Wednesday, March 23, 2005

I like to think of myself as being consistently pro-life. That means I am anti-abortion, anti-euthanasia and anti-death penalty. Here in the UK there is a quite remarkable consensus in favour of abortion, re-enforced by the family planning (or should that be family prevention) industry. So it was good news when the Conservative leader, Michael Howard, said he personally believed the time limit should be reduced to 20 weeks. Also, following the case where a child was aborted very late for having a curable jaw defect, we need to ensure the rules are enforced and those who break them are prosecuted regardless of whether they acted in 'good faith'. Sadly, we can no longer trust doctors to make the correct decisions as so many have become inured to the culture of abortion. Late abortions must be subject to court approval with a lawyer appointed to protect the interests of the child.

In the United States, the Schiavo case is making headlines. While it is self evident that there is no reason to remove the feeding tube beyond the say-so of Mrs Schiavo's husband, the real argument is about state versus federal jurisdiction. For me, this is interesting and I fear that the pro-life lobby might come to regret their actions. The medium term aim of pro-life activism is to return jurisdiction on abortion to the states. Roe v Wade is a legal anomaly that grants a new federal right that the constitution says nothing about and might even contradict. If it was struck down, each state would have to formulate its own policy on abortion. In the Schiavo case, the pro-life lobby has brought in federal jurisdiction over an area previously subject only to the states - the exact opposite of what they are trying to achieve for abortion. Of course, the other side are being equally contradictory by insisting that no federal oversight is allowed for euthanasia when they insist on it for capital punishment cases.

But then this whole subject is chock full on contradictions, none of which look like being resolved any time soon. I am pleased that in the UK we are seeing some movement on abortion and still forbid euthanasia but in both cases opposition to the pro-life position remains very strong.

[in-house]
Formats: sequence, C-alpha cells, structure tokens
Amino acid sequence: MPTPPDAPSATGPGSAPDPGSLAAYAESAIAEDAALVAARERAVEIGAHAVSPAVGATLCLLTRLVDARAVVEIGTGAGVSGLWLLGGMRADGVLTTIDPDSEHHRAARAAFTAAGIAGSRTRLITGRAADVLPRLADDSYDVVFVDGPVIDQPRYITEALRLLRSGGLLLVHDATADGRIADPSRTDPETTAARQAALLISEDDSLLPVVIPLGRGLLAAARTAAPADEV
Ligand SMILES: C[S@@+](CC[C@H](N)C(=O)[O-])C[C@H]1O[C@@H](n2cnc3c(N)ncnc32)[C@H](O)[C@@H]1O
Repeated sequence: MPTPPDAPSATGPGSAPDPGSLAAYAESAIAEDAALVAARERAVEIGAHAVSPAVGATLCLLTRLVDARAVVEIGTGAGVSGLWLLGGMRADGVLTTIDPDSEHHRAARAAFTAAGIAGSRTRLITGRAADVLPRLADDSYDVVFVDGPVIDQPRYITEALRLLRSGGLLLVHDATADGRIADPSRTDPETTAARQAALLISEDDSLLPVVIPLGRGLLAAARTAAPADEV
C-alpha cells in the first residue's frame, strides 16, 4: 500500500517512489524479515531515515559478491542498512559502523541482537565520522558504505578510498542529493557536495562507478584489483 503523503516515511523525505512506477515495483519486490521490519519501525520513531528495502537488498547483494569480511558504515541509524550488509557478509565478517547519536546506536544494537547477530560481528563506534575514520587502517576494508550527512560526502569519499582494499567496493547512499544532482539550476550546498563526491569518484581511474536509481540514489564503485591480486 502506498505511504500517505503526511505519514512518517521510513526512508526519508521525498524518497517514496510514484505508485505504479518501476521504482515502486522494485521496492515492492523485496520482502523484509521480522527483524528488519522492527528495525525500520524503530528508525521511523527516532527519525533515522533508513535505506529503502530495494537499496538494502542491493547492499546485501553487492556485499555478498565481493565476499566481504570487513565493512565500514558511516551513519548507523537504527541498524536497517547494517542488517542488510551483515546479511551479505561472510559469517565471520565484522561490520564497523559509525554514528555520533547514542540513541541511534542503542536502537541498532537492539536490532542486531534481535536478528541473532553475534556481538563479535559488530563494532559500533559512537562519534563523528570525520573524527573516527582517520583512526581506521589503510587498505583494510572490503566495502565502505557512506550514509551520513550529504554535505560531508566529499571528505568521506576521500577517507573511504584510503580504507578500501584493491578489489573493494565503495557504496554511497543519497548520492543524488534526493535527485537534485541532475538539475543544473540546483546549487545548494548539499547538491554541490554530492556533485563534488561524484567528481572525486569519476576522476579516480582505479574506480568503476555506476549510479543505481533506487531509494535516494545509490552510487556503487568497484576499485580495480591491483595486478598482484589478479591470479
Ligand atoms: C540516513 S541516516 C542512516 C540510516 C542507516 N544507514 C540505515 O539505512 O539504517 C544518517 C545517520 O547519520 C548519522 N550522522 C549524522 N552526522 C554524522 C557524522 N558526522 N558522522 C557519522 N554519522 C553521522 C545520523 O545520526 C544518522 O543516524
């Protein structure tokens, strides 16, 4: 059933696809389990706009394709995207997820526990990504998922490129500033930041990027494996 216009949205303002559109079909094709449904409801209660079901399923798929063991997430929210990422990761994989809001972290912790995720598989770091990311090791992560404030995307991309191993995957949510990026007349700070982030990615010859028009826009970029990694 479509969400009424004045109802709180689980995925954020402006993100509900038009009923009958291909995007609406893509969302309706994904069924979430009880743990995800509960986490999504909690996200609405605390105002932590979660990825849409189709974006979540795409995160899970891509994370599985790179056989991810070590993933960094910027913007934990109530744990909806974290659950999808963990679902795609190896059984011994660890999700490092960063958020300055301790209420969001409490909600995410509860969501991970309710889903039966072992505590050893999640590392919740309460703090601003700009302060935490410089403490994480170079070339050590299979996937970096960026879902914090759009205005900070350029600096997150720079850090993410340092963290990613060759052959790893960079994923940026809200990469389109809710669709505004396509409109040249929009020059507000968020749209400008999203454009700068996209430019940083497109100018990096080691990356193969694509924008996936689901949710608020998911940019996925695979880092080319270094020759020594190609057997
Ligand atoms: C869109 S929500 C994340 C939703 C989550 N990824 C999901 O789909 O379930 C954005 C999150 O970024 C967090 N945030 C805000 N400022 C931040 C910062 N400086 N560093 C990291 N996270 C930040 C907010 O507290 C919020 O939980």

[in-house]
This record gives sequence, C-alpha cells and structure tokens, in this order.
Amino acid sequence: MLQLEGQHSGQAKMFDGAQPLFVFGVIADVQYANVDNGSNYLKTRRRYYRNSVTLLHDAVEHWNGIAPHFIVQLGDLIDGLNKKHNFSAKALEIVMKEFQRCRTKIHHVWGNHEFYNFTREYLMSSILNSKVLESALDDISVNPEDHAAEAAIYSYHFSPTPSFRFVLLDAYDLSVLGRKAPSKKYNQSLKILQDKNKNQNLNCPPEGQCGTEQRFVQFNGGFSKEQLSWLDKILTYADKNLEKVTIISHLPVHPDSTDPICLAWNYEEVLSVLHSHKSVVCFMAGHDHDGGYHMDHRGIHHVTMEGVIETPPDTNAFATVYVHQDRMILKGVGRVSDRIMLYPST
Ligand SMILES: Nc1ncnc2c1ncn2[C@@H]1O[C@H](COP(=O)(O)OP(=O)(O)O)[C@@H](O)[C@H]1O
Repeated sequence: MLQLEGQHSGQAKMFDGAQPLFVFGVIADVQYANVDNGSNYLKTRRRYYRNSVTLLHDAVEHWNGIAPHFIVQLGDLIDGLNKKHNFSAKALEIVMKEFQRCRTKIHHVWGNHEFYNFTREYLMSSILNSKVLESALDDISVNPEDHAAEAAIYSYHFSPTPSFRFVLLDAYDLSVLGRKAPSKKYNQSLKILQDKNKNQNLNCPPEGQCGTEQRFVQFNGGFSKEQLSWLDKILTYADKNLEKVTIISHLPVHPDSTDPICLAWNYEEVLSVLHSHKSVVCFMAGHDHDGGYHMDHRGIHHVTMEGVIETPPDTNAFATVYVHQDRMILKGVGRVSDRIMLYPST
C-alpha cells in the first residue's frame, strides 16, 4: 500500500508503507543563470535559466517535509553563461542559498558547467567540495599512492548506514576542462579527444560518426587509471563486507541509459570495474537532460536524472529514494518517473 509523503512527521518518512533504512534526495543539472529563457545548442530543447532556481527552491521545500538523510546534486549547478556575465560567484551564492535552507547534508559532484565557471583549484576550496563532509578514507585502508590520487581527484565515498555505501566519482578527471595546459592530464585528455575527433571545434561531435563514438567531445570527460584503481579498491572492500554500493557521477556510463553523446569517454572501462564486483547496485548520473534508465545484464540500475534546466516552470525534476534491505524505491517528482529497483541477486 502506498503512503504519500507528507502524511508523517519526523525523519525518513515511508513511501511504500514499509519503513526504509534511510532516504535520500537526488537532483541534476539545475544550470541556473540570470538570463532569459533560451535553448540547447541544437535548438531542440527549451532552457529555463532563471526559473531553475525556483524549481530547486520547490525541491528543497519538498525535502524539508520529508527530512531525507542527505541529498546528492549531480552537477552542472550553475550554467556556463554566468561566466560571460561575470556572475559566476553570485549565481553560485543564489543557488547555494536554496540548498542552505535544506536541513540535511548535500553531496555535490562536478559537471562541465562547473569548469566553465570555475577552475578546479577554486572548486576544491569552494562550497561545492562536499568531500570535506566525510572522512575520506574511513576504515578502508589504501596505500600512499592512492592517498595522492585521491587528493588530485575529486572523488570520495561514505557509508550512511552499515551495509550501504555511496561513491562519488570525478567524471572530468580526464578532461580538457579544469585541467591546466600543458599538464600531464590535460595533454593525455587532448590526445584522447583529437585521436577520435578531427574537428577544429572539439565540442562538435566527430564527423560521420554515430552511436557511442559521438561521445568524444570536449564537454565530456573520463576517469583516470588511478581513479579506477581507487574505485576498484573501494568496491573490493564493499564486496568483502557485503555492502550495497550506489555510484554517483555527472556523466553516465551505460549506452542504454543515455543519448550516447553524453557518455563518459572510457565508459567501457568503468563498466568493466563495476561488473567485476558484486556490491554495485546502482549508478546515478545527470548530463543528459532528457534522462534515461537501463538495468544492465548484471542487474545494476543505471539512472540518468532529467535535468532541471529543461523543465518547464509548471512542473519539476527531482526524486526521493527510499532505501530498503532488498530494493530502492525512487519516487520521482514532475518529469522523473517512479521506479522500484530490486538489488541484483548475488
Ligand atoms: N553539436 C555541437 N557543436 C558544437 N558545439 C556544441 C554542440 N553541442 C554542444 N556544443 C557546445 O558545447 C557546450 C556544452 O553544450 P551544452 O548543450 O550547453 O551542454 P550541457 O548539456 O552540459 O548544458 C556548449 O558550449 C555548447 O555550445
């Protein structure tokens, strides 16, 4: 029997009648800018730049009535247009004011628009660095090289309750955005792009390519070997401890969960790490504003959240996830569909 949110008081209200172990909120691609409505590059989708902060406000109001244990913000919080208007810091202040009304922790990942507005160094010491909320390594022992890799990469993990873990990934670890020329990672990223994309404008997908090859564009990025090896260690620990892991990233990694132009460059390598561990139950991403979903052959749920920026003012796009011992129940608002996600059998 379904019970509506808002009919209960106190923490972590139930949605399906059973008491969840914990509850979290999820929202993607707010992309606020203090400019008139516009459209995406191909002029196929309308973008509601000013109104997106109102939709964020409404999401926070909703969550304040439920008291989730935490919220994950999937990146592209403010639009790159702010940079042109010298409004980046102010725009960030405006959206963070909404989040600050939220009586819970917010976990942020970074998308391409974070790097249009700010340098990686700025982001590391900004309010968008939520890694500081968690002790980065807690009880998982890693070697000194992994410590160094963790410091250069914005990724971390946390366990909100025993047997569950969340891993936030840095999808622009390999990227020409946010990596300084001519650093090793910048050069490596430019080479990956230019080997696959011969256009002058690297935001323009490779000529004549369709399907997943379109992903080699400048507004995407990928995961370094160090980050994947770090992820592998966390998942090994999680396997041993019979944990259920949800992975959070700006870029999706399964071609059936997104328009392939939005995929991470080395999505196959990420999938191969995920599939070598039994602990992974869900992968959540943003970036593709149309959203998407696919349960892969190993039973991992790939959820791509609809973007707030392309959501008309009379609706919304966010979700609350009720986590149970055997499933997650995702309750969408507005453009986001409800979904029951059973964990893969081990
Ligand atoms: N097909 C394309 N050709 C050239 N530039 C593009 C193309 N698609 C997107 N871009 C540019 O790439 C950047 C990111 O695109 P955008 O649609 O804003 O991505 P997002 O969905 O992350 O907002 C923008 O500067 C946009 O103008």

Layman said...

I too was at first concerned that the federal government was overreaching in the Shaivo case, but it seems they based their granting of review on supposed due process violations in the state courts. This likely is an appropriate basis for jurisdiction. We learn in law school that the possible federal jurisdiction is much greater than that which Congress has established by statute (federal question and diversity). One of my professors said that if Congress gave the courts all the jurisdiction they could potentially have under the Constitution, that almost no case would escape federal review.

Which does not mean that I necessarily agree that Congress should have acted as it did. I do worry about future "bad cases" ending up petitioning for unique Congressional intervention.

As for the merits of the case, my concern is more procedural than substantive. It sees to me that the husband has a clear conflict of interests. First there was the money gained to compensate for her condition. Though it is claimed that is gone, there remains what for me is the central concern. How can the state presume the husband is acting in her best interest when he has been living with another woman for 10 years and has two children with her? In such a case, should not the parents become the guardians?

Jim Baxter said...

During the 30 years plus that I taught 5th Grade, I would often ask my class of 35,
"Boys and girls, if 1 = 0 what does 35 = ?" A wrong answer got an "F Grade."

If they said,"Zero," they got an "A."

America's human value system is based on the value of each Individual person; One.
If One equals Zero what will 160 million be worth?

Abortion/cannibalism is devaluing each and every individual in our Country including you
and me -- and each One in our families -- and each Individual American.

Terri is now being used to teach that each individual is in further jeopardy. She is being
placed there by law. Law which is minimal in describing human behavior and worth in a
civilized society.

Law raises no maxim high standard but only a minimum of acceptance -- not the highest.
Ethics and morality are higher standards which are not being used in Terri's protection
because lawyers and judges revere law as the highest standard -- when it is not. It is the
least standard. "Grade: F "

"Woe unto you lawyers and judges!" Your stewardship before The Creator is non-existent.
The Lord God will not be mocked. As you sow you will reap. Legalists are individuals and
will be weighed in the balances of their own choosing.